Marion, Ohio

From Ohio History Central
Marion map.jpg

Marion is the county seat of Marion County, Ohio. Eber Baker and Alexander Holmes established the town in 1821. By 1840, 570 people resided in the town. Six years later, Marion boasted a population of eight hundred people. Three churches, a private academy, two newspaper offices, twenty-one stores, one sawmill, one fulling mill, and one carding mill also existed in the town in 1846.

Over the next several decades, Marion continued to grow. One of the chief reasons for this growth was Marion’s location along two railroads. In 1880, 3,899 people inhabited the town. This number increased to 8,327 people in 1890. In 1886, three newspapers operated in the town, including the Marion Star, with Warren G. Harding, eventual president of the United States serving as this paper’s editor. In addition to the newspapers, fifteen churches and four banks existed in the community. Numerous manufacturing establishments existed in the town, with most businesses providing services or products to farmers in the surrounding countryside. In 1886, the largest employer was the Marion Steam Shovel Company, with eighty employees. This business manufactured steam shovels, including some that were used to dig the Panama Canal.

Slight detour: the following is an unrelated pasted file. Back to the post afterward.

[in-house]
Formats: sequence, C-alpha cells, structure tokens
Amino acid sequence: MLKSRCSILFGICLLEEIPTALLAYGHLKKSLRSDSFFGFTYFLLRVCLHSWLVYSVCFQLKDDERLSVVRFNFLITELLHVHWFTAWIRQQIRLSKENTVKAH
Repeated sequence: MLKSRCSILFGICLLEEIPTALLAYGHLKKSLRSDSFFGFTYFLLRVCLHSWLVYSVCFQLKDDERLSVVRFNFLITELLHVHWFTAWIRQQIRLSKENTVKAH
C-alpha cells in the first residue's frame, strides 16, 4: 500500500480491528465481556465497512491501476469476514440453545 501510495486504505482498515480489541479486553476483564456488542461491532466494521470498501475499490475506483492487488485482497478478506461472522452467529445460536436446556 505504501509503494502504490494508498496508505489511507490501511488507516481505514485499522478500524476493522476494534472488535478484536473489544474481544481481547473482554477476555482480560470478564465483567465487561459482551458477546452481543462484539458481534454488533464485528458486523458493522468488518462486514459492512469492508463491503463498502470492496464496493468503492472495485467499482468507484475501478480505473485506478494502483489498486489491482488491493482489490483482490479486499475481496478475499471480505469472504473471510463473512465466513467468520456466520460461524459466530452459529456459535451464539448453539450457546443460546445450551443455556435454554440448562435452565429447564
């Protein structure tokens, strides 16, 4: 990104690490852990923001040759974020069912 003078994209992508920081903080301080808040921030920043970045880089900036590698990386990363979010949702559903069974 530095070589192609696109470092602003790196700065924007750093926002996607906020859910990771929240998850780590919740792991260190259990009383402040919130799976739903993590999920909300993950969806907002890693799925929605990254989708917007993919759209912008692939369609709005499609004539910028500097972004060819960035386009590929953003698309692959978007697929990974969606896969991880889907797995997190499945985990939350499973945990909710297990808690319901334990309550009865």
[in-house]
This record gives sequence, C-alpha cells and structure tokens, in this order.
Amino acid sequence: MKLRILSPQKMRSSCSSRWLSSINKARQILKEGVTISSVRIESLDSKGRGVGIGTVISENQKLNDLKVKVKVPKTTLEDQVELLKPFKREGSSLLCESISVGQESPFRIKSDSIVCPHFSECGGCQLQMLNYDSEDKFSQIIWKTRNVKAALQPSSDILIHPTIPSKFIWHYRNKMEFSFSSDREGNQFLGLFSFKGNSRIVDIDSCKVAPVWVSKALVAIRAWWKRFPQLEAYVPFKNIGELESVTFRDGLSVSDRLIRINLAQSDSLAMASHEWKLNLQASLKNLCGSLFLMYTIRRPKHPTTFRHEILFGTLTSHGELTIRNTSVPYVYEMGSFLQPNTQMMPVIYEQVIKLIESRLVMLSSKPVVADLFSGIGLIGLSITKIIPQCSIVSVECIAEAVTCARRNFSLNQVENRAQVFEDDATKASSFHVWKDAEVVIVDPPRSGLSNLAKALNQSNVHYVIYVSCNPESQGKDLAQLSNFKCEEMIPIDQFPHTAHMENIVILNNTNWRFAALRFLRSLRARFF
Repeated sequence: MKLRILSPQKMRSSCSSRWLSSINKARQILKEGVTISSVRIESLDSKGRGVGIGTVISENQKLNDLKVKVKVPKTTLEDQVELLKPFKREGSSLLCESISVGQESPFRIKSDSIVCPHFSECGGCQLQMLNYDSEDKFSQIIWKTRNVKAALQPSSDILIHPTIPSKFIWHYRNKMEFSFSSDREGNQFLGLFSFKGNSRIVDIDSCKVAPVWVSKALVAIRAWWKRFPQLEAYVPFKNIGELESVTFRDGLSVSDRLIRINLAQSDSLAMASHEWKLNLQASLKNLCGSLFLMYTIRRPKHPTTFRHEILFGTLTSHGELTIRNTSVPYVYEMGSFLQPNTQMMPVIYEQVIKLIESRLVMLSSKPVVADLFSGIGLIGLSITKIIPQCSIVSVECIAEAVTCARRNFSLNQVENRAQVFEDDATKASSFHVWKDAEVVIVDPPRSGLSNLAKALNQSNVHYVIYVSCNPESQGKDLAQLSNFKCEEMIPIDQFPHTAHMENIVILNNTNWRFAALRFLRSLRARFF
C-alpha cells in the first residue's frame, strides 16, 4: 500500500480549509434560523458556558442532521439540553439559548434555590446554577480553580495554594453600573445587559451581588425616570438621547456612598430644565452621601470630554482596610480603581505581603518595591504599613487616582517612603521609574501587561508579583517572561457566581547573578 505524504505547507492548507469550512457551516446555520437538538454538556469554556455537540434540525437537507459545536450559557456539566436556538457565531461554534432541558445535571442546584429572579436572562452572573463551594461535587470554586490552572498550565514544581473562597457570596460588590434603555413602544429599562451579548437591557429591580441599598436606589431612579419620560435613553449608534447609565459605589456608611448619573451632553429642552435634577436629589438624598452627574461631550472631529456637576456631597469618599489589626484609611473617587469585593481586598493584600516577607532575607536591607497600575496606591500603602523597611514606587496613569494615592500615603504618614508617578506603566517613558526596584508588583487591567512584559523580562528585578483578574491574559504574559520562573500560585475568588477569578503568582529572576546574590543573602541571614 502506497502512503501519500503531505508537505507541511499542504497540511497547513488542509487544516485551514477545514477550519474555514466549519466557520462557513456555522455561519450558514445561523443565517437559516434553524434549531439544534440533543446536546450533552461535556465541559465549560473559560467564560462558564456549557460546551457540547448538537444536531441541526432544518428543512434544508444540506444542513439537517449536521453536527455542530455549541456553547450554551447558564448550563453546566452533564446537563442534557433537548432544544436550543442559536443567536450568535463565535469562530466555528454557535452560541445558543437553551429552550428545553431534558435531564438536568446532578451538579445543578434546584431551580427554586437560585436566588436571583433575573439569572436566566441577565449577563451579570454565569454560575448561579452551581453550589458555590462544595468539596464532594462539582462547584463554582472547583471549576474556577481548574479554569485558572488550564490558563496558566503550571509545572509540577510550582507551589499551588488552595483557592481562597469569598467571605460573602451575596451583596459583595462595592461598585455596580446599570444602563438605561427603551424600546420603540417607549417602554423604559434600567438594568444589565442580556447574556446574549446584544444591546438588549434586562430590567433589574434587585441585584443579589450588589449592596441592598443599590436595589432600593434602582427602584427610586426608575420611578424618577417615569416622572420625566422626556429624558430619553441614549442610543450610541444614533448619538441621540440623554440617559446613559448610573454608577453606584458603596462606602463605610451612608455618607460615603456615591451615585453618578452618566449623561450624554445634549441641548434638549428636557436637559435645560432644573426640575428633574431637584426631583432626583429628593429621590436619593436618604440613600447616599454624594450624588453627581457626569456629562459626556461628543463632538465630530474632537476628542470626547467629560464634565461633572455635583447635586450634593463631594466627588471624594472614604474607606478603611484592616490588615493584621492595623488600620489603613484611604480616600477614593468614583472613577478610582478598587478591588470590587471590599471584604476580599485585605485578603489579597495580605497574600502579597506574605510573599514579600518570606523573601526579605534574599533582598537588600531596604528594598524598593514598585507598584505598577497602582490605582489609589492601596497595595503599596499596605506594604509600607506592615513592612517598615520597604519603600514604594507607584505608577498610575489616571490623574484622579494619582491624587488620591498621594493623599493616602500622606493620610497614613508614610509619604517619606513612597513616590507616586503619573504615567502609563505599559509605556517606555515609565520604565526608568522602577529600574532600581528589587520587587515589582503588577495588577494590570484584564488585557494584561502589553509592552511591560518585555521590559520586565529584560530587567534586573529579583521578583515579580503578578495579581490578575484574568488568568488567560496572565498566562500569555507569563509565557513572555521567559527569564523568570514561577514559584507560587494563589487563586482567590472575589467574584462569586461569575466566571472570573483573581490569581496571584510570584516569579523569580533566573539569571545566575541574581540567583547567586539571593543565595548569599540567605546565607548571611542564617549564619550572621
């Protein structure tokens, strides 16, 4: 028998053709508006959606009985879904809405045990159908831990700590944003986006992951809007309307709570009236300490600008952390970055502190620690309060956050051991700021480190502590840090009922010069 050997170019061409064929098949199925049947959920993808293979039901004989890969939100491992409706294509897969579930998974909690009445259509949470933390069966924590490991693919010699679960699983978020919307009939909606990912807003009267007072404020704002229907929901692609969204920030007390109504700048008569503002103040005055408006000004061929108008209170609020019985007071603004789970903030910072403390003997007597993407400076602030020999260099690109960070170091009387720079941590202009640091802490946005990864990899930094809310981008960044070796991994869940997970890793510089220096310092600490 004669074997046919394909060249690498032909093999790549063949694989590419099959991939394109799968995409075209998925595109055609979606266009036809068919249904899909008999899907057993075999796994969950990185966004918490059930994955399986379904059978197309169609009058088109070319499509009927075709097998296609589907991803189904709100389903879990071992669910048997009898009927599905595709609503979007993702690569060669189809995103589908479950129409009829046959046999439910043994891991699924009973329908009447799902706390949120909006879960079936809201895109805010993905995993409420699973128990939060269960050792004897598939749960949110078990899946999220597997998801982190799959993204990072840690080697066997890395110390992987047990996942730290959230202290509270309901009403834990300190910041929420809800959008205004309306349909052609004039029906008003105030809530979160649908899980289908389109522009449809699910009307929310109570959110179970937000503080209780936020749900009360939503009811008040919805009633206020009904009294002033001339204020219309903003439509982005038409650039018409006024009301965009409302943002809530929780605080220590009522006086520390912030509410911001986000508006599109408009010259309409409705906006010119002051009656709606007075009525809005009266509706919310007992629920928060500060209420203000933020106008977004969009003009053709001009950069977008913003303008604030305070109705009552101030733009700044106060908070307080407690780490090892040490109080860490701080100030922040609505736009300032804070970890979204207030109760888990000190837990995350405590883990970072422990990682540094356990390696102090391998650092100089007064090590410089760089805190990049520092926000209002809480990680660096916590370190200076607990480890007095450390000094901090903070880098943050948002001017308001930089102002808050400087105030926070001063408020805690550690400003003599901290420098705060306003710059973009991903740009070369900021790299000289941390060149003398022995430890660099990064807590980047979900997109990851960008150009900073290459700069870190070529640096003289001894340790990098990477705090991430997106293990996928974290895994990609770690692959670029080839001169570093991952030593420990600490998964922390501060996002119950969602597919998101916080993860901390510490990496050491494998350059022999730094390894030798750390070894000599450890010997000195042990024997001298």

Marion and its residents continued to prosper during the twentieth century. In 2000, Marion was the largest population center in Marion County, with a total population of thirty-eight thousand residents. This marked a ten percent growth in the town’s population since 1990, and the county, itself, experienced a three percent growth rate, to a total population of 66,217 people, during this same time period. Much of this growth resulted from Franklin County and Delaware County residents trying to escape the busyness of Columbus. The Marion Power Shovel Company, formerly known as the Marion Steam Shovel Company, was historically one of the county’s largest employers, but by 2003, only three hundred people worked for this business. The Ohio State University Marion also employs numerous residents.

Marion’s most famous resident was Warren G. Harding, the twenty-ninth president of the United States and a former United States senator from Ohio. Harding won election as president in 1920. He became known as a poor manager of the federal government, and numerous improprieties erupted during his administration. Harding died in office. The Ohio History Connection now operates Harding’s home as a museum. Harding is also buried in the county.

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